Kapi-Mana News : April 16th 2013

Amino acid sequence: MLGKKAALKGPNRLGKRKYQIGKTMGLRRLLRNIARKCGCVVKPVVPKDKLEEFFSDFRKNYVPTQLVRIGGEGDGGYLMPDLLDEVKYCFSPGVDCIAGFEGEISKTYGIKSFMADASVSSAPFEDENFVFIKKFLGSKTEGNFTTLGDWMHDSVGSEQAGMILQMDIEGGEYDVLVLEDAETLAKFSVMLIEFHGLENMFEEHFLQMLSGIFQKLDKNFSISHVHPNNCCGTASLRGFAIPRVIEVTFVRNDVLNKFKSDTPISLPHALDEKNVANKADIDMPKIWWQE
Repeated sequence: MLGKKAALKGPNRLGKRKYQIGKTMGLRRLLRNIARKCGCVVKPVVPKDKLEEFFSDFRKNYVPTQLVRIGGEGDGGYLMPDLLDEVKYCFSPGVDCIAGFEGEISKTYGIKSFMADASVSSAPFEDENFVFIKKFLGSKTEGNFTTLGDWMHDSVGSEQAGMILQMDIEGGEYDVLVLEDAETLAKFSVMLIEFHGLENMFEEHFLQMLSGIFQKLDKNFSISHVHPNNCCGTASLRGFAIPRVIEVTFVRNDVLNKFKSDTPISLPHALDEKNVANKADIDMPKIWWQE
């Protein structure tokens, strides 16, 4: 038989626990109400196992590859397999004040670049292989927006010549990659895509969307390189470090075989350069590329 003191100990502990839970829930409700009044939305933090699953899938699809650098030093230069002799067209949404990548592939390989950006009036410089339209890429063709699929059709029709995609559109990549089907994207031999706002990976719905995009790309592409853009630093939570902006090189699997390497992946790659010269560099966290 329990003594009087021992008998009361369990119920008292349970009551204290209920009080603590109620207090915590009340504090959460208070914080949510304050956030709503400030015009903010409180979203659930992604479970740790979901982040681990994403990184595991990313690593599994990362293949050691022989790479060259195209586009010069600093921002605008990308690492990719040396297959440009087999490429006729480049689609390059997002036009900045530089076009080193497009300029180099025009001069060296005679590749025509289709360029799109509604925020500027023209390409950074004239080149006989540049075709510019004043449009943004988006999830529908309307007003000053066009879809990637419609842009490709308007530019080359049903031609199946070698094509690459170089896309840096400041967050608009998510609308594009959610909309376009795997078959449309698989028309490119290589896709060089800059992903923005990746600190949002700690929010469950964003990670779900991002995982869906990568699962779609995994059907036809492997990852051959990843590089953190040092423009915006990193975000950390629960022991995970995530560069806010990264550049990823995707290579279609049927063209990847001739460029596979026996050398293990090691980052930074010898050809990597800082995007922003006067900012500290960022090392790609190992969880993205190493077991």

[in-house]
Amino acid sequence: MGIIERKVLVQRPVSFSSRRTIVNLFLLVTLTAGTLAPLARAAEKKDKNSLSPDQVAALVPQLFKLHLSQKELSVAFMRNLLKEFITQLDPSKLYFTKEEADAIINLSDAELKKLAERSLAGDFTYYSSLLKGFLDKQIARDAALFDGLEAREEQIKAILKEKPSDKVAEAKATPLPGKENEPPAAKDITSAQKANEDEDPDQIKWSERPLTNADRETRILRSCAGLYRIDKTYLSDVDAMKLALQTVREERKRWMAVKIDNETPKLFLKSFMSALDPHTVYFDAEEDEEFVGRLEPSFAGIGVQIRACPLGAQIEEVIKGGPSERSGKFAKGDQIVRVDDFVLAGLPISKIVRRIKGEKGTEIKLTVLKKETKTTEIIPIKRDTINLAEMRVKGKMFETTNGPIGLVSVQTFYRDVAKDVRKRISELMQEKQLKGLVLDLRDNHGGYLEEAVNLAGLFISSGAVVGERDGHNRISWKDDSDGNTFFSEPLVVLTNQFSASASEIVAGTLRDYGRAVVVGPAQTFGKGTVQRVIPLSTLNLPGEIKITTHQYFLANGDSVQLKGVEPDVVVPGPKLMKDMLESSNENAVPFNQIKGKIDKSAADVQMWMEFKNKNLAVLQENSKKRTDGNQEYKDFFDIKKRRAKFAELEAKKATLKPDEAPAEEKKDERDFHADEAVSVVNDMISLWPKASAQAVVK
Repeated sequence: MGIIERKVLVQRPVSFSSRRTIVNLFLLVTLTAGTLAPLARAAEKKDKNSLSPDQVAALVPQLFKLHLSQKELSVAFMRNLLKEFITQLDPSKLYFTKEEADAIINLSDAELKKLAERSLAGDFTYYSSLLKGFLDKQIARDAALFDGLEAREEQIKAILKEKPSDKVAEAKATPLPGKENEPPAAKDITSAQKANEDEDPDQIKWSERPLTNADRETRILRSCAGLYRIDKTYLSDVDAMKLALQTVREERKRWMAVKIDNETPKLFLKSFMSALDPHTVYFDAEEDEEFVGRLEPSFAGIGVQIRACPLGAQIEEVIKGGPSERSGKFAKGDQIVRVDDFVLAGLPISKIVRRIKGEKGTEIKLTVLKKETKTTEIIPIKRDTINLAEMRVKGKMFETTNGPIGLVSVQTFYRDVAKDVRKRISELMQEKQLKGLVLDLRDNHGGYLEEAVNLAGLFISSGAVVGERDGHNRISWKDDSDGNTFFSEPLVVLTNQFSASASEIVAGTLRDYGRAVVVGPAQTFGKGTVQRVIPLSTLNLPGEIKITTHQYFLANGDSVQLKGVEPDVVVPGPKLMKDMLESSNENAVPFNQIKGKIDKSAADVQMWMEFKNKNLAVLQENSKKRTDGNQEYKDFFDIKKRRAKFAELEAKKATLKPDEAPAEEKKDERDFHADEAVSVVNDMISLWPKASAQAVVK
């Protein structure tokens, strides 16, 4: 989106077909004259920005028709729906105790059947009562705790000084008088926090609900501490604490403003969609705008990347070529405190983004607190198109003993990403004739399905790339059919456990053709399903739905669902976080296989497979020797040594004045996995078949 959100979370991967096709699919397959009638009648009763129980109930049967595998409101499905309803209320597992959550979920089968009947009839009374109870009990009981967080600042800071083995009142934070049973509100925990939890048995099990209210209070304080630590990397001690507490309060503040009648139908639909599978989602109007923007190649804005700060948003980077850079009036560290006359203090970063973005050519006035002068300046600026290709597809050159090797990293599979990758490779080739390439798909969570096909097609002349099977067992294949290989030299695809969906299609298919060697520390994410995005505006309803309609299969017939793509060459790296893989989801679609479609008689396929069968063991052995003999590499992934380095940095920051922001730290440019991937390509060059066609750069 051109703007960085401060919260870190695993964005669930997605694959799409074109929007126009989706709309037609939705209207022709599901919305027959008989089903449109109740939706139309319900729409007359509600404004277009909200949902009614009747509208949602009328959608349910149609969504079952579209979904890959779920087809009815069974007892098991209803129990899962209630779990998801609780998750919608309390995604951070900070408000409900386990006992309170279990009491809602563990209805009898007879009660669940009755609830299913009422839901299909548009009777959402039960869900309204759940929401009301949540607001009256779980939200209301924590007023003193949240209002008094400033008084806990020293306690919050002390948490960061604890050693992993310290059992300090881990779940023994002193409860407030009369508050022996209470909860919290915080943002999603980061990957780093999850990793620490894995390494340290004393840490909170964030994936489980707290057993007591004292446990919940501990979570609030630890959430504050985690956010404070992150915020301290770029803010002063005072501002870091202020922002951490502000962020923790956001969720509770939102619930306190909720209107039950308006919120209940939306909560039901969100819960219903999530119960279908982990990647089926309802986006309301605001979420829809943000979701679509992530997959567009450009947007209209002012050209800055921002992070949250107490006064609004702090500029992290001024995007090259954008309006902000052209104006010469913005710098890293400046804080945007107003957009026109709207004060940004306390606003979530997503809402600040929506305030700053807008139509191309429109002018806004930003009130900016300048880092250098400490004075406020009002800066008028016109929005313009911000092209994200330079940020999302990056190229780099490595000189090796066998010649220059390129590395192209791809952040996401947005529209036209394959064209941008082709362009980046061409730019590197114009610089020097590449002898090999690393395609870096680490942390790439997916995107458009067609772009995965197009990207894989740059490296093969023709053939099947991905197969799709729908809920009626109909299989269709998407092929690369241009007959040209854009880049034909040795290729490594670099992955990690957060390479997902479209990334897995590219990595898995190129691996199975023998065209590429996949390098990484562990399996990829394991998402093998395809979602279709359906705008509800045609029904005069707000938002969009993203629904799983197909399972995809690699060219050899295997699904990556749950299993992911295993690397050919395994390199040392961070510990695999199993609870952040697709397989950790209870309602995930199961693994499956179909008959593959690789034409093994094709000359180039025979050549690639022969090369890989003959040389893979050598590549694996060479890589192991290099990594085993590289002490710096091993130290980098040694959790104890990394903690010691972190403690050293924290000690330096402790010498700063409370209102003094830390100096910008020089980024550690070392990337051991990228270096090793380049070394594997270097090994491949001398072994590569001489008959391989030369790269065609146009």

20 KAPI-MANA NEWS, APRIL 16, 2013 ARTS & ENTERTAINMENT 5287409AA at Hood Aerodrome, Masterton ANZAC WWI Air Show VINTAGE VEHICLE DISPLAY AND RIDES 1.00PM - 2.30PM GATES OPEN 12.00PM See the world's largest collection of WWI aircraft fly in our last show for the season. Originals, reproductions and replicas take to the sky - many of which are the only ones of their type flying in the world! Witness the debut of the Collection's new Sopwith Snipe! Grandstand seating; Commentary; Tess O'Hara sings Free vintage vehicle rides for the kids! Win a Tiger Moth ride! • Adults $20.00 • Youth/Child $10.00 • Family Pass $50.00 www.thevintageaviator.co.nz Ph (06) 377 7999 for more information. Saturday 27th April Air show starts 2.30pm $ SUPER ECIAL es apply FRI 19 APRIL 7:35PM Creative Fibre 5279673AA WWW.KAPIMANANEWS.CO.NZ The best thing you get for FREE! FOR 63 YEARS WE HAVE BEEN YOUR.. No.1 Tribes take lesson in reading signs Words unspoken: The dinner table conversation is animated but quiet. Paul Waggott, right and Erin Banks communicate in sign language, while Nathan Meister and Emma Kinane look on. By JIM CHIPP The exclusions of disability can cut both ways. Though the deaf may never hear the din- ner table conversation, or comprehend a pun playing with words, they enjoy a word- less humour so incomprehensible to the hearing that it isn't worth explanation. Petone actress Emma Kinane said she once flatted with a deaf woman who told her that she and her friends shared a sense of humour that Kinane would probably never understand. It was my first insight into the idea that I was excluded from her world, rather than the other way round,'' Kinane said. English playwright Nina Raine's latest work Tribes explores how the very different world of sign language and how the hearing majority often communicates more under- neath their spoken conversation. In Tribes Billy is deaf and his fam- ily have made a deliberate decision not to teach him sign language or to learn it themselves, preferring that he learned to speak and to lip-read. When he meets Sylvia she introduces him to the deaf community. I was unable to enter into her world and she saw that there was no point in getting me into this world,'' Kinane said. She plays Billy's mother. The interactions that result from the intersection of the hearing and deaf worlds becomes like a venn diagram for Billy, she said. Is it comfortable in the middle in the intersection? Or is it better to stay on the outside?'' Actor Paul Waggott, who plays Billy, learned some New Zealand sign language for the role. He had attended a deaf social club event and found some tenses impossible in signs. We were talking about Grant Robertson. I wanted to say Grant Robertson WOULD be a good leader of the Labour Party', but all I could say was Grant Robertson WILL be a good leader','' he said. There is a lot more context and the face has a lot of the sign.'' Actor Nathan Meister, who plays Billy's father, said sign language was a gift to actors because actors never know what to do with their hands''. By bringing in sign language as a means of expression, Raine's play highlighted some of the other means of expression that people used, he said. Tribes runs until May 4. To book visit www.circa.co.nz or call 801 7992. Young jazz musicians excel Winners again: Porirua's Leonardo Coghini, with bandmates Daniel MacDermaid and Tyaan Singh, who have won back-to-back awards at the National Youth Jazz competition. Three Kapiti College musicians won gold at the National Youth Jazz compe- tition in Tauranga at Easter. Leonardo Coghini, from Porirua, and Tyaan Singh and Daniel MacDermaid claimed a gold award for their perform- ance with jazz band Jazz Soup for the Soul. They were one of three bands to pick up a gold, Coghini said. The band also includes Wellington drummer Joe Coles and former Kapiti College student Sam Sneyd. They formed two months before the competition, which coincides with the Tauranga Jazz Festival. Coghini, 16, also won awards for most outstanding musician and most outstand- ing pianist for the second year in a row, and picked up most outstanding keyboardist. Singh won most outstanding saxophonist for the second consecutive year. Coghini said there were no nerves, they were just having fun''. Just being with the rest of the band members was a big break from everything.'' The band performed four pieces, by Miles Davis, Duke Ellington, Wayne Shorter, and the The Sound of Music classic My Favourite Things. During their five days in Tauranga, the band busked around the town centre when not competing. They also watched performances by popular jazz artists, including Nathan Haines, finalist of 2012 Jazz Album of the Year. We walked away pretty inspired. Tyaan was so inspi- red he wrote a composition on it, just from picking up ideas from him.''
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